There is a certain mystique to older homes. With each one there is always a veil of mystery to be pulled back with every structure that predates the 1970’s. This mystery has a level of attraction to a certain subset of homeowners. So popular are these stalwart buildings that defiantly stand against the withering of time that whole magazines, movies and TV shows are dedicated to their existence and upkeep.
From ‘This Old House’ to ‘The Money Pit’ the souls of these homes bring out the wonder and love from within people. The common thread that connects these folks are the thoughts they have as soon as they enter these homes. If you don’t understand why people love old homes, maybe you will after you read these.
1. “Oh, The Possibilities!”
Lovers of old homes walk into these dilapidated structures and they don’t see rot and ruin; they see potential. Their eyes glaze over like a toddler who’s filled-to-bulging Halloween sack has just been dumped out in front of them on their living room floor. Their own desire and gritty determination to resurrect the structure to its former and even greater glory sets them apart from your average buyer.
2. “If I dig for it, it will come!”
Via Flickr | LEONARDO DASILVA
They know it’s there, lurking under the floorboards. When they think of what lies beneath, they aren’t thinking of that horrible movie where Han Solo played a bad guy for once. They’re seeing beyond the thirty layers of atrocious wallpaper. They see original wood, original paint and history undiscovered.
3. “I’m telling you, there’s buried treasure in here!”
Via Flickr | denisbin
They’ve read the Enquirer. They’ve seen the stories on TMZ. They know buried in these ancient walls is treasure. NO, not original crown molding. We’re talking the sacks of old coins, bonds and cash that the original owners stuffed under the floorboards because they “didn’t trust no banks.”
4. “There is a special history attached to this house, I know it!”
Via Flickr | Calvin Hodgson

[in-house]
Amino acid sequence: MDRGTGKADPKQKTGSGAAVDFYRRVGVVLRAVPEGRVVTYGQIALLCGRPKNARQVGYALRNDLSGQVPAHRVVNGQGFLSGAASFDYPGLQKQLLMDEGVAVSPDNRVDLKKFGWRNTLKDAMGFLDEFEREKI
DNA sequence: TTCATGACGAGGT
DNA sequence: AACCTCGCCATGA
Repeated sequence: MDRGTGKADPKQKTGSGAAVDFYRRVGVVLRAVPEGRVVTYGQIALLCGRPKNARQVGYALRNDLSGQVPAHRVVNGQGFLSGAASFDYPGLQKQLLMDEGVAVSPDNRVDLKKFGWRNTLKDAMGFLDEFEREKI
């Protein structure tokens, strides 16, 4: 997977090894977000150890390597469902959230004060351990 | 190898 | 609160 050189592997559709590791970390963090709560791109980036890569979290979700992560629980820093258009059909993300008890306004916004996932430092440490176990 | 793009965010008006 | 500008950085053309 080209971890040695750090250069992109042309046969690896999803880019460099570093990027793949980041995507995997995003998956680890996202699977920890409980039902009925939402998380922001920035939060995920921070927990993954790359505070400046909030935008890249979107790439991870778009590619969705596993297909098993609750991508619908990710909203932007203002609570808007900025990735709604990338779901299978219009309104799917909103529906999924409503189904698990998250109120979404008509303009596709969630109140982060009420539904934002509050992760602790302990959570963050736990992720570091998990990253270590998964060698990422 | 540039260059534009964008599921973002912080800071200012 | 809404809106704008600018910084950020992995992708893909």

These folks that love older homes have souls that have lifetime subscriptions to the History Channel. Not only do they revel in the idea of sitting around the campfire listening to elders telling tales of days gone by, they would LOVE it if the home they just bought has some unique history attached to it. Olde Tyme street cred.
5. “OMG…original hardwoods!”
Via Flickr | Juhan Sonin
Like a motorcycle collector finding an Indian with its original engine in working order, to these lovers of all things old and homey anything original is a check in the ‘win’ column. The more original items in the house, the more their interest will swell.
6. “SHHH! Did you hear that?”
Via Flickr | Chris Waits
Every old home has a personality. Memories burned into the fibers of the wood from a lifetime of being lived in by its previous inhabitants. Some of those leftover impressions can be good, some can be bad. Either way, people that frequent old homes can feel that “vibe” every time they walk inside… and they love it.
7. “Ow… my wallet hurts.”
With older homes comes the inevitable shock to the bank account. Repairs can cost a lot because most owners want to bring the home up to a livable and also, original, condition. The difference between your average buyer and people who love older homes, people who love older homes look forward to the challenge.
8. “Oh yeah, you smell that?”
Via Flickr | Bill Bradford
One of the quickest paths to memory is through smell. You catch a whiff of apple pie or a stack of old books and it takes you back to a favorite time from your childhood. To these folks the dust, mustiness and aroma of days gone by that would make others cringe, makes them inhale and say, “aww yeahhhhh…”
9. “Let’s just move here…now!”
Via Flickr | Megan
Instant gratification is the name of the game anymore in this thirty-second society. With people who love old homes the desire to drop it all and move into an old home they love comes from a different place. The connection they feel is so deep that if you ask them why they’ll tell you that they “just know.”
10. “Here, life would be perfect!”
Via Flickr | Megan
Unfortunately for people that love old homes, this statement rings true for EVERY old home they step into.
Featured image via Flickr user David Sawyer